“Hamlet 50/50” and the Workplace of Shakespeare

By Jennifer Thorup Birkett

“Alas, Poor Yorick. We Knew Him”

Hamlet is nothing if not iconic. Behind “to be or not to be,” perhaps the most recognized (and most misquoted) line from Hamlet is the prince’s lament to the skull in the graveyard: “Alas, poor Yorick. I knew him, Horatio.” However, in Vanessa Morosco and Peter Simon Hilton’s new 2023 adaptation, Hamlet 50/50, the infamous line now reads: “Alas, poor Yorick. We knew him, Cousin.” Representative of Morosco and Hilton’s lofty goal to improve gender equity in the workplace of Shakespeare practitioners, the memory of Yorick and the subsequent philosophizing on the meaning of life and death is now a shared venture between Hamlet and his female cousin, Horatio.

As long-time theater practitioners and professional trainers in diversity, equity, and inclusion (DEI), Morosco and Hilton have spent significant time considering the mutual responsibilities of Shakespeare’s characters. When playing Benedick and Beatrice from Much Ado About Nothing, for example, the two noticed that although Beatrice is one of Shakespeare’s most vibrant and feisty female characters, Benedick still has more lines, drives all the conversations, actively leads the action, and has greater access to the audience via soliloquies and asides. Morosco and Hilton acknowledge that this inequality stems from a historic precedent, specifically the teacher / apprentice role model established during Shakespeare’s time, where younger boy actors played the female roles and the older, more senior ranking, male actors played the male roles. But, both Morosco and Hilton fervently believe that if Shakespeare had been writing with female actresses in mind, things might have been different.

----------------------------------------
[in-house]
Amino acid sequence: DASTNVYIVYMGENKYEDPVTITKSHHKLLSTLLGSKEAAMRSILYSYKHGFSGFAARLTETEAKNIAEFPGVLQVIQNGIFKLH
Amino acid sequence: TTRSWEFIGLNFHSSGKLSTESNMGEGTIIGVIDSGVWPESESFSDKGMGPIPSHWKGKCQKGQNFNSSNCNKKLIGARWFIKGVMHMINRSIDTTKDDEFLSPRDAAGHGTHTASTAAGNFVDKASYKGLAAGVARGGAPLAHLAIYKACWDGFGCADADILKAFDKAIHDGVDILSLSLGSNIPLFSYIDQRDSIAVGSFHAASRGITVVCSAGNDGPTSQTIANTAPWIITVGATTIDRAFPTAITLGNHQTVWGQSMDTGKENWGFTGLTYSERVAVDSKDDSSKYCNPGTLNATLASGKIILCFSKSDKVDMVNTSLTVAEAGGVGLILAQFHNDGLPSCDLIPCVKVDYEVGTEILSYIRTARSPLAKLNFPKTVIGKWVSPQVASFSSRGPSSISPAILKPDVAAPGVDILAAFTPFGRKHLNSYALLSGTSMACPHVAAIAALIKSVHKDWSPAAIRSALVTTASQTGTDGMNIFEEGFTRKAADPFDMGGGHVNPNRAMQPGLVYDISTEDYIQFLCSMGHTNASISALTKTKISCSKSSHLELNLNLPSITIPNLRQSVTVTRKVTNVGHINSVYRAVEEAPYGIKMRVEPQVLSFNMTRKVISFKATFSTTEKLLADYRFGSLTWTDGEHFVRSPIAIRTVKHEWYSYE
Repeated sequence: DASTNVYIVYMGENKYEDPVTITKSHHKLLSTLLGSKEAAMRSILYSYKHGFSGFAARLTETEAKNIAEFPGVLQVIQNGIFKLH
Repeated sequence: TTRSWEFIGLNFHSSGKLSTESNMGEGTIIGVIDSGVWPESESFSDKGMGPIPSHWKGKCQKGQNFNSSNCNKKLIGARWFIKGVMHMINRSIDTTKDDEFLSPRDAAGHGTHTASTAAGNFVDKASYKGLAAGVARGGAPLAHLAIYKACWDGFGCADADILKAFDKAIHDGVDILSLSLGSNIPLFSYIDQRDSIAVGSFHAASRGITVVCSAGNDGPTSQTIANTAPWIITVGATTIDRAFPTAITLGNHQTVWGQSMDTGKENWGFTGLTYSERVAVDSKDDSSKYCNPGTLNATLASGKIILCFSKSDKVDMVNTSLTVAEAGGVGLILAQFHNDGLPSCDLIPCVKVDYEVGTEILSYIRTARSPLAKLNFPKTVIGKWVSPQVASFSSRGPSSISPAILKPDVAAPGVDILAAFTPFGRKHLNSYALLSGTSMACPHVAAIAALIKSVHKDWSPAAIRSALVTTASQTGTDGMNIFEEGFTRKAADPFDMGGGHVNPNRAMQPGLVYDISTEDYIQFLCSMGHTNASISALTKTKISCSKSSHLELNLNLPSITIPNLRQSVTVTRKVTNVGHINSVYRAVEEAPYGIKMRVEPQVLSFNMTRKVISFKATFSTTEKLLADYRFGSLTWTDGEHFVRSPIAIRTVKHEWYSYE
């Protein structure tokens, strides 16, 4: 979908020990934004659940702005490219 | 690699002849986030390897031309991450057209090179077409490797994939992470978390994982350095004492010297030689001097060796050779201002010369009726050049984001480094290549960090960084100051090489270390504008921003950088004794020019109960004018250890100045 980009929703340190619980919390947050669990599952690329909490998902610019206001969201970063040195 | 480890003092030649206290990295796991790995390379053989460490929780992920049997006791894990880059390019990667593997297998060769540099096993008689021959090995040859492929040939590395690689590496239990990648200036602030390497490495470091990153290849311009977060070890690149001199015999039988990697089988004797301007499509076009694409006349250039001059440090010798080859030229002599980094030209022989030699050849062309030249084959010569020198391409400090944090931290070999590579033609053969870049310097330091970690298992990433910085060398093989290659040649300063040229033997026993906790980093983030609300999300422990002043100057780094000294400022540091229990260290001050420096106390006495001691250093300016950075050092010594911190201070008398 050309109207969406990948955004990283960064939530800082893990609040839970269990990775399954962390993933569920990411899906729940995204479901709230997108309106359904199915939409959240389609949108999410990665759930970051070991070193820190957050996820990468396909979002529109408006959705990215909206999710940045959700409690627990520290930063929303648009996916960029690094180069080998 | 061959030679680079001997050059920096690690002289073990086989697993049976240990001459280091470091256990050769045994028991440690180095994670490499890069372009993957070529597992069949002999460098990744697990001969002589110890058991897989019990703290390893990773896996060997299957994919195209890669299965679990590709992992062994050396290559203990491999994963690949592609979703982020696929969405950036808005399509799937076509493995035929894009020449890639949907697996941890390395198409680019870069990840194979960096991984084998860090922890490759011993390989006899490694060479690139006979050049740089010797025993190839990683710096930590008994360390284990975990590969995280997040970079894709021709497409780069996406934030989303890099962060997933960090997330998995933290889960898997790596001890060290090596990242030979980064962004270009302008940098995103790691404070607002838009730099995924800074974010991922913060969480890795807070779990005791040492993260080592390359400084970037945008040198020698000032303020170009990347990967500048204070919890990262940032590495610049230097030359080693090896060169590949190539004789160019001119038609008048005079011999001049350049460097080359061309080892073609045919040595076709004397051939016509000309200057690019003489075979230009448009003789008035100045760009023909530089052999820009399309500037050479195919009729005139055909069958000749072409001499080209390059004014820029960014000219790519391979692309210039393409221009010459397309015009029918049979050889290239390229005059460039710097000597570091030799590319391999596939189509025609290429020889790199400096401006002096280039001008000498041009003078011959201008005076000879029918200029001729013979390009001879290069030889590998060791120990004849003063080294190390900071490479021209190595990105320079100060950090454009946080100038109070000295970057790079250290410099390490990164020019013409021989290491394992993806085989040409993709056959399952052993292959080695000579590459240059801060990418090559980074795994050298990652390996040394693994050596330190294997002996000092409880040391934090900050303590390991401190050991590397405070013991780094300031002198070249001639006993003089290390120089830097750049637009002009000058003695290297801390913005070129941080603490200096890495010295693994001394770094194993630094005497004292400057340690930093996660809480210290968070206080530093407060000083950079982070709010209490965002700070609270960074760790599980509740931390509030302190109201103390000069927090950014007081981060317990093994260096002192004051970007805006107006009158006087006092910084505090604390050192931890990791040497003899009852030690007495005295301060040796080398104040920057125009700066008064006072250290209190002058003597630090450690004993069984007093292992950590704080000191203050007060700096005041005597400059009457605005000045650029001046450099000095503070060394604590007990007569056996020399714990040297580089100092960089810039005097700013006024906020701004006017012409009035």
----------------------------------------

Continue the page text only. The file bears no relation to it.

As an actor himself, Shakespeare wrote his plays with his actors and theatre patrons in mind. Lines were written with cues to help players know when to enter and exit; words and actions were cut or altered based on actors’ performances and audience reactions. Similarly, Morosco and Hilton’s adaptation of Shakespeare’s work brings the needs of modern theatre practitioners and audiences to the forefront.